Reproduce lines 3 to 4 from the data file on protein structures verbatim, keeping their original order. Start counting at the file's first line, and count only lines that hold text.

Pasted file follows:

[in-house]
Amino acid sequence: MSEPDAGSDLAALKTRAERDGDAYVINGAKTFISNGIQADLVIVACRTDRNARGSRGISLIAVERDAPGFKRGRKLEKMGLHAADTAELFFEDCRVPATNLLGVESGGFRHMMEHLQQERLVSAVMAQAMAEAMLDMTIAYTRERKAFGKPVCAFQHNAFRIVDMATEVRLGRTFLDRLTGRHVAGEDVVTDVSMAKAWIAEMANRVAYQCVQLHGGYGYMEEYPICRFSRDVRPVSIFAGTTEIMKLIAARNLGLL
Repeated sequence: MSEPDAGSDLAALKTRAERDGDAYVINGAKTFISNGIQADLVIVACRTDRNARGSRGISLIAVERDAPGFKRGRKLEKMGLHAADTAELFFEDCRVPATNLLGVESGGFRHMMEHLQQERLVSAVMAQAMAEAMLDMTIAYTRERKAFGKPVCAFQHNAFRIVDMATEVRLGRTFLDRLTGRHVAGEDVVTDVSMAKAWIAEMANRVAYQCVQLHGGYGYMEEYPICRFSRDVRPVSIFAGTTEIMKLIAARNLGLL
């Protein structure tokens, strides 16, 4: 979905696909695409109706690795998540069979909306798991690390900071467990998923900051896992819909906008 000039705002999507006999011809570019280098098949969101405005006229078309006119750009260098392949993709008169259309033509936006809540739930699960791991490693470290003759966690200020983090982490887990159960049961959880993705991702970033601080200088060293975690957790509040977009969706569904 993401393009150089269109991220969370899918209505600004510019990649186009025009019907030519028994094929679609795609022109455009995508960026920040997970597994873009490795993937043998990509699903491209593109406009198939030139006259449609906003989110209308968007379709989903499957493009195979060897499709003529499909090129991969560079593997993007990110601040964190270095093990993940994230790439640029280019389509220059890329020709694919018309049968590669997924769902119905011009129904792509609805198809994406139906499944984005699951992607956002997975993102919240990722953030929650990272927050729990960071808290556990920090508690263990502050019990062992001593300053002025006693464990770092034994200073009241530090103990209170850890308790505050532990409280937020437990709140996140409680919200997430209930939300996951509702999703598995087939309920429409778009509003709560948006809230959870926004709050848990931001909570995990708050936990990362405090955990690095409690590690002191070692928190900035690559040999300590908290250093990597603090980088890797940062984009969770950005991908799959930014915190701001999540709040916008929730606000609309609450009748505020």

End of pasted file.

Repeated sequence: MSEPDAGSDLAALKTRAERDGDAYVINGAKTFISNGIQADLVIVACRTDRNARGSRGISLIAVERDAPGFKRGRKLEKMGLHAADTAELFFEDCRVPATNLLGVESGGFRHMMEHLQQERLVSAVMAQAMAEAMLDMTIAYTRERKAFGKPVCAFQHNAFRIVDMATEVRLGRTFLDRLTGRHVAGEDVVTDVSMAKAWIAEMANRVAYQCVQLHGGYGYMEEYPICRFSRDVRPVSIFAGTTEIMKLIAARNLGLL
């Protein structure tokens, strides 16, 4: 979905696909695409109706690795998540069979909306798991690390900071467990998923900051896992819909906008 000039705002999507006999011809570019280098098949969101405005006229078309006119750009260098392949993709008169259309033509936006809540739930699960791991490693470290003759966690200020983090982490887990159960049961959880993705991702970033601080200088060293975690957790509040977009969706569904 993401393009150089269109991220969370899918209505600004510019990649186009025009019907030519028994094929679609795609022109455009995508960026920040997970597994873009490795993937043998990509699903491209593109406009198939030139006259449609906003989110209308968007379709989903499957493009195979060897499709003529499909090129991969560079593997993007990110601040964190270095093990993940994230790439640029280019389509220059890329020709694919018309049968590669997924769902119905011009129904792509609805198809994406139906499944984005699951992607956002997975993102919240990722953030929650990272927050729990960071808290556990920090508690263990502050019990062992001593300053002025006693464990770092034994200073009241530090103990209170850890308790505050532990409280937020437990709140996140409680919200997430209930939300996951509702999703598995087939309920429409778009509003709560948006809230959870926004709050848990931001909570995990708050936990990362405090955990690095409690590690002191070692928190900035690559040999300590908290250093990597603090980088890797940062984009969770950005991908799959930014915190701001999540709040916008929730606000609309609450009748505020």